Tuesday, September 05, 2017

Dispatches from Houston

FEMA tag, property has to wear.
Chattel Slavery relic?

I spoke to Jonathan Chartian this morning. Released Dec. 14, 2016, he is confined to his home when not at work, his job suspended since Hurricane Harvey.  He is really concerned about the excessive show of police and military presence, which is not protecting the rights of citizens, rather complicating an already volatile situation between black and brown people and law enforcement.

Between 12 midnight and 5 a.m. everyone who is not traveling to or from work has the potential for arrest. And even those with reason to be traveling, are accosted by police who are ticketing residents, like Chartian’s “uncle who was pulled over—and asked where he was going.” After a litany of questions, he was ticketed for running a stop sign. A neighbor was also pulled over for as he returned from Ft. Worth.  Chartian said “People are losing money. If there is a 12 hour job, the shifts are breaking down early.”

Police have converged on Houston from as far away as California, yet a black child was kidnapped and raped by white men for five hours this weekend.  One wonders who are all these armed men and women supposed to be protecting.  Chartian says that what is not shown on the news are the armed white racists who pose a threat to black citizens. Elders in the community are trying to keep the black youth calm, so that a war is prevented, a war black people will lose given the fact that they are certainly out gunned.

“The looting is over with,” Chartian says, “why would anyone break into one of the flooded homes? Trader Truth – the rapper’s house still under water. He said he saw an alligator on his porch, [so] he is spending his time helping donate.”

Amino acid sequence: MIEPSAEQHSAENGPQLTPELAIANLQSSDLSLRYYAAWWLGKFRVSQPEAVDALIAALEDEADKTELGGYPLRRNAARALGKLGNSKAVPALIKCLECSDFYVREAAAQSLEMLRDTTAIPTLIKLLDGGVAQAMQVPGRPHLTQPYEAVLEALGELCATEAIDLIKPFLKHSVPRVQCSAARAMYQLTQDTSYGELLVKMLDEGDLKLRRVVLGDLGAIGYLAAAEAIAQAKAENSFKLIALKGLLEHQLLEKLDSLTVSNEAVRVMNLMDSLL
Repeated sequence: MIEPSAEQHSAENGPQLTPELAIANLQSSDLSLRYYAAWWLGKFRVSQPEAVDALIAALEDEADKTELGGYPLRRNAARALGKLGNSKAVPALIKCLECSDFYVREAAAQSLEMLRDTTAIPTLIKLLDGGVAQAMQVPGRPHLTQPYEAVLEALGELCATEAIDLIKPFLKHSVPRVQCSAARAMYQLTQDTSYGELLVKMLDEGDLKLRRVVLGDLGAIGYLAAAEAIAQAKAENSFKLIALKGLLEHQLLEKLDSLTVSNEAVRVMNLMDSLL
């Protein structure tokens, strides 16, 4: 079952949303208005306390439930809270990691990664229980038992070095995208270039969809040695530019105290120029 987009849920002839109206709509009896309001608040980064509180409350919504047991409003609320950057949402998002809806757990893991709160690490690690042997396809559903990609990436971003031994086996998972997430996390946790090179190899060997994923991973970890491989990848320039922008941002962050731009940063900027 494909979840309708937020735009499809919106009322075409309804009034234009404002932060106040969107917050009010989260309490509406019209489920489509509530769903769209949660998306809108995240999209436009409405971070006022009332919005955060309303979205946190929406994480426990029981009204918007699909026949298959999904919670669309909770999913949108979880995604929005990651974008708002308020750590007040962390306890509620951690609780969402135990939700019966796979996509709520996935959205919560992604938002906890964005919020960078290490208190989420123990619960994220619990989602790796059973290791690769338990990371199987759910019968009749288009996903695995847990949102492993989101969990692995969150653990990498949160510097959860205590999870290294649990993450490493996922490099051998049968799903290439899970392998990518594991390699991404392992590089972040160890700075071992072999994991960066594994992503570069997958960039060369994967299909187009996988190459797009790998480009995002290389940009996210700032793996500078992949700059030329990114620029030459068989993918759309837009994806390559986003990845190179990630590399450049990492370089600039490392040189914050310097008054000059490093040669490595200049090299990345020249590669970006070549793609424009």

Returning citizen, eldest child, father and husband says his 13 year old daughter is worried by all the armed militia and doesn’t understand their presence. He says businesses are closing early so their employees can get home. “No fast food after 7 p.m.” He also said empty grocery store shelves are gradually getting full again, but banks will not let clients have more than $200 at a time and ATMs are of service. “People have to budget their cash, because even if it is in their account, they cannot access it.”

“It’s a scary feeling.  No ATM money. We have to use money orders. Can’t find too much cash. Bank won’t cash checks.  We have to hold back on our rent.”

People in shelters in cities and smaller counties not affected by Harvey are also in a bind. If they take 
off the identification bracelet, they forfeit FEMA benefits. Chartian’s brother is in a shelter in Austin. “He has to abide by all rules. He lost everything. [More often than not, if a person is in a shelter, he or she] is going back.” 

“My mom lost everything, her apartment and car. She called us at 12 and my brother rescued her and took her to our sister’s house, so she is not eligible for assistance, even though her apartment is beyond repair. People who went to shelter get aide first. Even though his sister documented everything there is no funding to help her mother find another place.